• Description.—Only hindwing preserved, about 28.7 mm long, 11.2 mm wide (Fig. 3A). Membrane hyaline, with fuscous markings on the margin, forming triangular hyaline region on posterior margin; trichosors present on posterior margin and part of anterior margin, two nygmata distinct; costal region relatively narrow, cross-veins simple; Sc and R1 fused distally, cross-vein sc-r1 undetected; cross-veins r1-rs numerous; Rs with 23 branches, distal branches distinctly sinuous; cross-veins in radial area numerous, arranged irregularly; MA originating from the base of Rs-stem as most osmylids, base connected with a sinuous vein (Tjeder 1957); MP forks close to wing base, with a thin additional vein before the fork which is detected in extant Kempynus (Kimmins 1940); MP region dilated, forming two rows of cells; MP1 simple, MP2 bifurcated distally; Cu forked at base; CuA long, with pectinate branches from middle to terminal end; CuP short, bifurcated in middle, the longer branches forming pectinate branches, ending close to the middle of CuA; Al short, with 3 branches; A2 with two branches; A3 single branch (Fig. 3B).

  • Remarks.—Jurakempynus bellatulus sp. nov. is separated from Jurakempyuns sinensis sp. nov. based on the following characters: spots of J. bellatulus sp. nov. present on whole apex in hindwing, while spots in J. sinensis sp. nov. only restricted to the margin; MP2 with many distal dichotomic branches in J. bellatulus sp. nov., while MP2 of J. sinensis sp. nov. forming many pectinate branches; CuP with 7 pectinate branches in J. bellatulus sp. nov., while CuP in J. sinensis sp. nov. has 4–5 pectinate branches.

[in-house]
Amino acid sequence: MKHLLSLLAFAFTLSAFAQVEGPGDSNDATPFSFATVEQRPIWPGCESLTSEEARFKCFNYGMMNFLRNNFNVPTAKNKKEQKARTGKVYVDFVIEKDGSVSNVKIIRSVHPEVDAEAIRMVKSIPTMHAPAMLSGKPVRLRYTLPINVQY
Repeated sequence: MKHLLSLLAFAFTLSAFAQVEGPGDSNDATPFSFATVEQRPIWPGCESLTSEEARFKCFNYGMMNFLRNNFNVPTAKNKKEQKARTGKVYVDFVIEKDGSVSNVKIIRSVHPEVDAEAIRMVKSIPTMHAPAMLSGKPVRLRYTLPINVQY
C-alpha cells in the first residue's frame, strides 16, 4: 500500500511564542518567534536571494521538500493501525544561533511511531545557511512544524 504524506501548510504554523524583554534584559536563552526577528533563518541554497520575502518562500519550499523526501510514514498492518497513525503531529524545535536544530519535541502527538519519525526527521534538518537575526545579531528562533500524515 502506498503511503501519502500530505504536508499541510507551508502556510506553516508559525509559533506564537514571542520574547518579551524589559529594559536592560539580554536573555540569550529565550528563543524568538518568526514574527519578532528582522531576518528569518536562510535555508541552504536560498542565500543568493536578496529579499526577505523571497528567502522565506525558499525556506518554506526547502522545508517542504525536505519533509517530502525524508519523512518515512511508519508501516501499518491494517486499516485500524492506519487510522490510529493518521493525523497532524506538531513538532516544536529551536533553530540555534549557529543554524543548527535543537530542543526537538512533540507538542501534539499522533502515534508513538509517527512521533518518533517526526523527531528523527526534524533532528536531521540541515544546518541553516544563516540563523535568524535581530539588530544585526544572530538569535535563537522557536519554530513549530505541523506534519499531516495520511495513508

• Fig. 3.

    Kempynin osmylid lacewing Jurakempynus bellatulus sp. nov. A. Photo of CNU-NEU-NN2010207. B. Line drawing of CNU-NEUNN2010207.

    f03_865.jpg

    Fig. 4.

    Kempynin osmylid lacewing Jurakempynus epunctatus sp. nov. A. Photo of CNU-NEU-NN2010208. B. Line drawing of CNU-NEUNN2010208.

    f04_865.jpg

    Jurakempynus epunctatus sp. nov.
    Fig. 4.

  • Etymology: The specific name epunctatus refers to the immaculate hindwing of the new species.

  • Holotype: CNU-NEU-NN2010208 (Fig. 4a). Well preserved hindwing.

  • Type locality: Daohugou Village, Shantou Township, Ningcheng County, Inner Mongolia, China.

  • Type horizon: Jiulongshan Formation, Aalenian—Bajocian boundary, Middle Jurassic.

  • Diagnosis.—Only hindwing preserved; membrane hyaline, immaculate; cells in MP region arranged irregularly; CuP with 12 pectinate branches.

  • Description.—Only the hindwing preserved, 25.2 mm long, 7.5 mm wide (Fig. 4A). Membrane hyaline, nearly immaculate; pterostigma pale brown, nygmata not detected; trichosors well-defined in the posterior margin of wing; costal cross-veins simple; Sc and R1 entering the margin before the apex; cross-veins r1-rs numerous; Rs originated from R1, with 20 branches, distal branches slightly sinuous; cross-veins in radial area numerous, arranged irregularly; MA originated from Rs-stem as most osmylids; MP forks close to the wing base, MP region greatly broadened, forming two rows of cells, cells in MP region arranged irregularly, cross-veins slightly sinuous from middle to termination; MP1 and MP2 forming simple pectinate distal branches; CuA long, with 13 pectinate branches; CuP short, as long as the half of CuA, with 12 pectinate branches; Al well-developed, with 7 pectinate branches (Fig. 4B).